Please use this identifier to cite or link to this item: http://repository.uinjkt.ac.id/dspace/handle/123456789/31645
Title: Sex differences play a role in cardiac endoplasmic reticulum stress (ERS) and ERS-initiated apoptosis induced by pressure overload and thapsigargin
Authors: Flori Ratna Sari
Kenichi Watanabe
Bambang Widyantoro
Rajarajan A. Thandavarayan
Meilei Harima
Makoto Kodama
Yoshifusa Aizawa
Advisors: Kenichi Watanabe
Keywords: Sex differences;ascending aortic banding;Thapsigargin;Endoplasmic reticulum stress;Apoptosis
Issue Date: 2011
Publisher: Elsevier
Abstract: Excessive endoplasmic reticulum stress (ERS) triggers myocardial apoptosis. Sex differences appear to be an important determinant in the occurrence of stress and apoptosis through many pathways, but the roles of sex differences in the cardiac ERS and ERS-initiated apoptosis are largely unknown. In the present study, we investigated the in vivo role of sex differences in the cardiac ERS and apoptosis elicited by ascending aortic banding surgery or thapsigargin (Thap) injection using male and female C57BL/6 JAX mice. The surgery significantly increased the expression levels of cardiac glucose-regulated protein (GRP)78 and CCAAT/enhancer binding protein homology protein (CHOP) protein, increased the myocardial apoptosis and decreased the sarcoplasmic reticulum Ca2+-ATPase isoform (SERCA)2 immunoreactivity in the male mice relative to female mice. Furthermore, during ERS induction using Thap, myocardial apoptosis and the expression levels of cardiac GRP78, inositol-requiring enzyme (Ire)1α and tumor necrosis factor receptor-associated factor (TRAF)2 were significantly increased in male mice relative to female mice. Sex differences significantly affected the above results. Our data suggest that sex differences affected the response of myocardial tissues in dealing with cardiac ERS and further result of ERS, apoptosis, at least in part through the regulation of SERCA2, CHOP, Ire1α and TRAF2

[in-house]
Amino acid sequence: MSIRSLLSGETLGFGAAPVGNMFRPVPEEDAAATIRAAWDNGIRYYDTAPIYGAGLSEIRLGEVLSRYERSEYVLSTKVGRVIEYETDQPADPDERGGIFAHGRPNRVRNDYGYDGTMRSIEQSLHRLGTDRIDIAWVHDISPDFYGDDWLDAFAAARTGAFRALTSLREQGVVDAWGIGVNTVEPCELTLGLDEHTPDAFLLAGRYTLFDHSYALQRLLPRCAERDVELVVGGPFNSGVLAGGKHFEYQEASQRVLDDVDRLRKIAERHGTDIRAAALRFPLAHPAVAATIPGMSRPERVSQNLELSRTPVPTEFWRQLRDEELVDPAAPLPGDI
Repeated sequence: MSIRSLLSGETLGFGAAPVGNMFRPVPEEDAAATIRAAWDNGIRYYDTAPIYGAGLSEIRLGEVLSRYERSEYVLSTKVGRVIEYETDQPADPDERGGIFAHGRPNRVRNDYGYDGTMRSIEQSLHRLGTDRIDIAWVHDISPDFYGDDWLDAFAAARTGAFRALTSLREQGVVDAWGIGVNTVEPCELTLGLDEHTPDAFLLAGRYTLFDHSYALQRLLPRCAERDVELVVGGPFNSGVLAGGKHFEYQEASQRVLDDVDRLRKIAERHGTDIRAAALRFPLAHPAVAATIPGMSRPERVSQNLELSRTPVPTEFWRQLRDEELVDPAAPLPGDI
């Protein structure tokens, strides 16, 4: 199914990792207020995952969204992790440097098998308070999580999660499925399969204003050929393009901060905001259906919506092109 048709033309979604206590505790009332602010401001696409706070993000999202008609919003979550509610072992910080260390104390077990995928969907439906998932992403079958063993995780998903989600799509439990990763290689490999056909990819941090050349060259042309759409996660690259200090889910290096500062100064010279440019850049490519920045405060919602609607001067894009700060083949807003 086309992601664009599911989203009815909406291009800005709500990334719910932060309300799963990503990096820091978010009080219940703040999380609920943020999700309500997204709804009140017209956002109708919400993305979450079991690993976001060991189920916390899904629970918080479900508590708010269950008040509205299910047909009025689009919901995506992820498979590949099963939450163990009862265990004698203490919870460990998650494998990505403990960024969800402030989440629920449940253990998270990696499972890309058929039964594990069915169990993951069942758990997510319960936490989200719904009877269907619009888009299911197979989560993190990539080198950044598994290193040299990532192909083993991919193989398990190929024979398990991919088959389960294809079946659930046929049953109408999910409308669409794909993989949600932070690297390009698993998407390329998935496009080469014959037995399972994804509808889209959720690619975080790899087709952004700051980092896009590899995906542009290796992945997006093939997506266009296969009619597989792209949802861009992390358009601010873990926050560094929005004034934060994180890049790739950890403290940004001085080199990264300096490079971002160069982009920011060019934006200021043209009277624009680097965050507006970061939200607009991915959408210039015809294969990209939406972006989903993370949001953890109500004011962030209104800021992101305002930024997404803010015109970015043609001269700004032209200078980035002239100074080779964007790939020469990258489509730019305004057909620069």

URI: http://repository.uinjkt.ac.id/dspace/handle/123456789/31645
ISSN: 1054-8807
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